Compact polarization diversity Kramers-Kronig coherent receiver on silicon chip


Intradyne and heterodyne methods are among the commonly known and widely used detection mechanisms in coherent receivers. For polarized division multiplexed quadrature amplitude modulation signals, heterodyne detection reduces half of the balanced photodetector pairs, unlike the intradyne detection. With the advancement in technology, there has been a great need to simplify the receiver structure. This have included the implementation of the single-ended instead of balanced photodetector pairs which has seriously suffered from the signal-signal beat interference induced by square-law detection.

The development of the Kramers-Kronig receiver allowing derivation of the signal phase from the amplitude waveform addressed some of the aforementioned challenges. As such, it was possible to simplify the polarization diversity heterodyne coherent receivers with only two single-ended photodetectors. Additionally, coherent receivers integrated on silicon photonic circuit have attracted significant research attention owing to their compact footprint, low power consumption, and low cost.

Recently, Professor Fan Zhang, Mr. Xiaoke Ruan, Dr. Yixiao Zhu, Mr. Zeyu Chen, Ms. Xiaoming Qiu, Ms. Fan Yang and Dr. Yanping Li from Peking University in collaboration with Dr. Ke Li from the University of Southampton fabricated a newly designed compact silicon photonic integrated circuit for polarization diversity Kramers-Kronig heterodyne coherent detection. The design comprised of an integration of two optical gratings for fiber coupling and polarization diversity, three multimode interferometers for power splitting and optical hybrid as well as two germanium single-ended photodetectors for detecting two different perpendicular polarizations. The Kramers-Kronig scheme was adopted to mitigate the signal-signal beat interference due to square-law detection. The photonic integrated circuit chip was validated with 32Gbaud polarization division multiplexed quadrature phase-shift keying and 16-ary quadrature amplitude modulation signals. Their research work is currently published in the journal, Optics Express.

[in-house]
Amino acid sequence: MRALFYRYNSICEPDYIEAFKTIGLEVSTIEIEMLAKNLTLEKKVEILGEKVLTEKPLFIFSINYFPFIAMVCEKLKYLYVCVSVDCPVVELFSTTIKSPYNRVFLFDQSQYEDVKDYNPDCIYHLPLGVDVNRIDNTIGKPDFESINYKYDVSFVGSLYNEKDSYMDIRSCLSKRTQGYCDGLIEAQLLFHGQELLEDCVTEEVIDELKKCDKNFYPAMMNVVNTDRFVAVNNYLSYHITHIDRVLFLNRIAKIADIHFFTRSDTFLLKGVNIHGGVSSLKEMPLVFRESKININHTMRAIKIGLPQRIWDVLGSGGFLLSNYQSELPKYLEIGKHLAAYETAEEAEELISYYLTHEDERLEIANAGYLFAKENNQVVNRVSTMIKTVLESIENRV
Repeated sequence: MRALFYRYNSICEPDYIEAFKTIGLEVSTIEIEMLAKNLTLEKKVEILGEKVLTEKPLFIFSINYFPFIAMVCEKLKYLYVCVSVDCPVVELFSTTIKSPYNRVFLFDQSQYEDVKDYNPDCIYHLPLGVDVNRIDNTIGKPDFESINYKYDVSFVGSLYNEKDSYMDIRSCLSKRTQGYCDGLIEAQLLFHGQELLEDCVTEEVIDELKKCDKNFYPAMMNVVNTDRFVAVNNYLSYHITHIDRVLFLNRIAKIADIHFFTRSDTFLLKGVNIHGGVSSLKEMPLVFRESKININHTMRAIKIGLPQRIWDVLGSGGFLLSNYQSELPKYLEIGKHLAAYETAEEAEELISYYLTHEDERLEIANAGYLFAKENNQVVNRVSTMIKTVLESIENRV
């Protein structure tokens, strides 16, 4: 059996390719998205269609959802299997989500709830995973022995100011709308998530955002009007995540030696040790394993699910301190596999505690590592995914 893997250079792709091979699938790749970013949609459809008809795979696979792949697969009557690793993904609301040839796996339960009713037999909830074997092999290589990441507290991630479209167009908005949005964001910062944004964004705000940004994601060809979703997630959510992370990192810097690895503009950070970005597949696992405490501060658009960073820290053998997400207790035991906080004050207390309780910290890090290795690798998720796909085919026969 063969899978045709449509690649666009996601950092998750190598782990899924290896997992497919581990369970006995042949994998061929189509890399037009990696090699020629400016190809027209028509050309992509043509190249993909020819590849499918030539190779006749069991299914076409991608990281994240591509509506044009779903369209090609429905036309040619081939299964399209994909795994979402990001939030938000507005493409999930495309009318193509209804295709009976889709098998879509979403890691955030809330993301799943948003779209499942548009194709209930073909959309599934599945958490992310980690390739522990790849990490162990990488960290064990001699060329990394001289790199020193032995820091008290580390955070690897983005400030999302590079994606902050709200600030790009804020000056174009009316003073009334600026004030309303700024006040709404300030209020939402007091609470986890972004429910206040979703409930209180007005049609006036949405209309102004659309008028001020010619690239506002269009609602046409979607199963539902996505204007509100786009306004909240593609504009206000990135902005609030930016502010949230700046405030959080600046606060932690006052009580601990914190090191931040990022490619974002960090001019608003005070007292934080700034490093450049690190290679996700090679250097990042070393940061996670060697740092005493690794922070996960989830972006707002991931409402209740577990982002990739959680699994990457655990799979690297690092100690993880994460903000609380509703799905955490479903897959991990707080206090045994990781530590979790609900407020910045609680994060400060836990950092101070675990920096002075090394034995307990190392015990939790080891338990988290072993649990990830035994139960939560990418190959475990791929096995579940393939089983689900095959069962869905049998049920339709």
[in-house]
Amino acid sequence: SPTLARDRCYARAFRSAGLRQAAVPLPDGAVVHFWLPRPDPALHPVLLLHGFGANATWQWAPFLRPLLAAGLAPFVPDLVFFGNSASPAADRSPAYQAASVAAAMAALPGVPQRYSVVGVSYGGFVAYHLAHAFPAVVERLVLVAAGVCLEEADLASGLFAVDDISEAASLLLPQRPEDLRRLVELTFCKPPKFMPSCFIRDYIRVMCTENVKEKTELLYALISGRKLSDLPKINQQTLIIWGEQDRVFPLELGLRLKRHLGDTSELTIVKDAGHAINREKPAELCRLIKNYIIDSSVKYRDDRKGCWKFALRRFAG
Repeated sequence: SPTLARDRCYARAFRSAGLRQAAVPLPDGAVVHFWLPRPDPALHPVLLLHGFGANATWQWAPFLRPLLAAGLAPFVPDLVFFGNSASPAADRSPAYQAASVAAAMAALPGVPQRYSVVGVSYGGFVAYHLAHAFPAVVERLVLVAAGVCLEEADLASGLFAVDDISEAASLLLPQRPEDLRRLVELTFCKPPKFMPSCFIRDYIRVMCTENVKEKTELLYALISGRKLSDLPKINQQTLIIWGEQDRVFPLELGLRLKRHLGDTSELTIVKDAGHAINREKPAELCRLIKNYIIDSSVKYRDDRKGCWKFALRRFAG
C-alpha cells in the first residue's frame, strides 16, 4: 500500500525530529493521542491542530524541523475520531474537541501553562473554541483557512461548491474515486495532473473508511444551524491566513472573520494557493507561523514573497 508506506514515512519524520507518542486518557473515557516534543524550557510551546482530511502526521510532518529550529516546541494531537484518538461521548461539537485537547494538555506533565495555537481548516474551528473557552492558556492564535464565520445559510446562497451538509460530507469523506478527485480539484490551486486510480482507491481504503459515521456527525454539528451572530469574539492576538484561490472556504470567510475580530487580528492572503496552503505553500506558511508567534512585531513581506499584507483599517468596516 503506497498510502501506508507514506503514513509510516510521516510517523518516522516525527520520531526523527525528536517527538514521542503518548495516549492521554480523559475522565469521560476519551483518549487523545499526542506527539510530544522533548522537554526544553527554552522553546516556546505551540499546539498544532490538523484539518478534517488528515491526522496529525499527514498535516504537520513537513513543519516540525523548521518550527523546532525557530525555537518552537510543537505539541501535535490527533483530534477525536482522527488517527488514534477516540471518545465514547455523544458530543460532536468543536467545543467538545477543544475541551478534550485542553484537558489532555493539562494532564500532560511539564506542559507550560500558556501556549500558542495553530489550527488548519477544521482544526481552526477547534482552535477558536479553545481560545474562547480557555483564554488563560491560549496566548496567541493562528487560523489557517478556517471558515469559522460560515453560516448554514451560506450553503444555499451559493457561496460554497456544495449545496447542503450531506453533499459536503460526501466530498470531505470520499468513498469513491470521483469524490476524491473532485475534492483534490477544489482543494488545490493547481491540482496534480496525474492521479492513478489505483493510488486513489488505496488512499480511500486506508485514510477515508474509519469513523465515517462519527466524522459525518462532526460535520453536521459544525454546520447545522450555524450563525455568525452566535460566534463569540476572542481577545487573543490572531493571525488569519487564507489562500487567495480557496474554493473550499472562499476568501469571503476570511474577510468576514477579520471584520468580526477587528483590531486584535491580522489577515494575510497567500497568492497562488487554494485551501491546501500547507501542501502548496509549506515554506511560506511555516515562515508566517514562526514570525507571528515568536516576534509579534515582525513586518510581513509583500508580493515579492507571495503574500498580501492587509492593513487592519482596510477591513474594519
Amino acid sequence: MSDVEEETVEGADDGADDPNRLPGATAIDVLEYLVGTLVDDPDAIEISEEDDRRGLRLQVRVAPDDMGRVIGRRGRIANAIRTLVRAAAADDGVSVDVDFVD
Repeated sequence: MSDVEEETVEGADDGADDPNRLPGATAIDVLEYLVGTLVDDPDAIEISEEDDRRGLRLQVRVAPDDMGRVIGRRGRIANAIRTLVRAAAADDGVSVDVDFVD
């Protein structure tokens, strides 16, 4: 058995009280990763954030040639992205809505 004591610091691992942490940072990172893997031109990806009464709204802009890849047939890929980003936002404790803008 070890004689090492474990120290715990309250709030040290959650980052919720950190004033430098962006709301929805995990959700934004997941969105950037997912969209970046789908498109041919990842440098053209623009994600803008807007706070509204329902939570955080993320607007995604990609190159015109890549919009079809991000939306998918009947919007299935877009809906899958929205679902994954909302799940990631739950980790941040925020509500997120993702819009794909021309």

The footprint of the device was only 0.68 mm x 0.9 mm, about one-sixth of that of typical silicon photonic integrated circuit intradyne receivers. With the inclusion of the Kramers-Kronig scheme, the photonic integrated circuit device was capable of detecting up to 256 Gb/s polarization division multiplexed 16-ary quadrature amplitude modulation signals with only two single-ended photodetectors. Unlike the silicon photonic integrated circuit intradyne receiver with four balanced photodetectors, the fabricated photonic integrated circuit heterodyne receiver significantly simplified the optical frontend thanks to the two single-ended photodetectors with doubled bandwidth.

It was worth noting that the heterodyne receiver could be implemented using quasi-balanced photodetectors to eliminate the signal-signal beat interference and other common mode noise through subtraction. This approach required high common-mode rejection ratio between the two respective branches. However, the Kramers-Kronig detection was used to eliminate the signal-signal beat interference in this case thus no need to consider the common-mode rejection ratio issue. This further simplified the photonic integrated circuit design.

In summary, the study is the first to successfully demonstrate polarization division multiplexed-Kramers-Kronig coherent receiver in the photonic integrated circuit for polarization diversity heterodyne coherent detection. Due to its high compactness and simplicity, Professor Fan Zhang the corresponding author in a statement to Advances in Engineering stated that the device will enhance the high-density optical interconnect.

Compact polarization diversity Kramers-Kronig coherent receiver on silicon chip - Advances in Engineering


Zhang, F., Ruan, X., Zhu, Y., Chen, Z., Qiu, X., & Yang, F. et al. (2019). Compact polarization diversity Kramers-Kronig coherent receiver on silicon chip. Optics Express, 27(17), 23654.

Go To Optics Express

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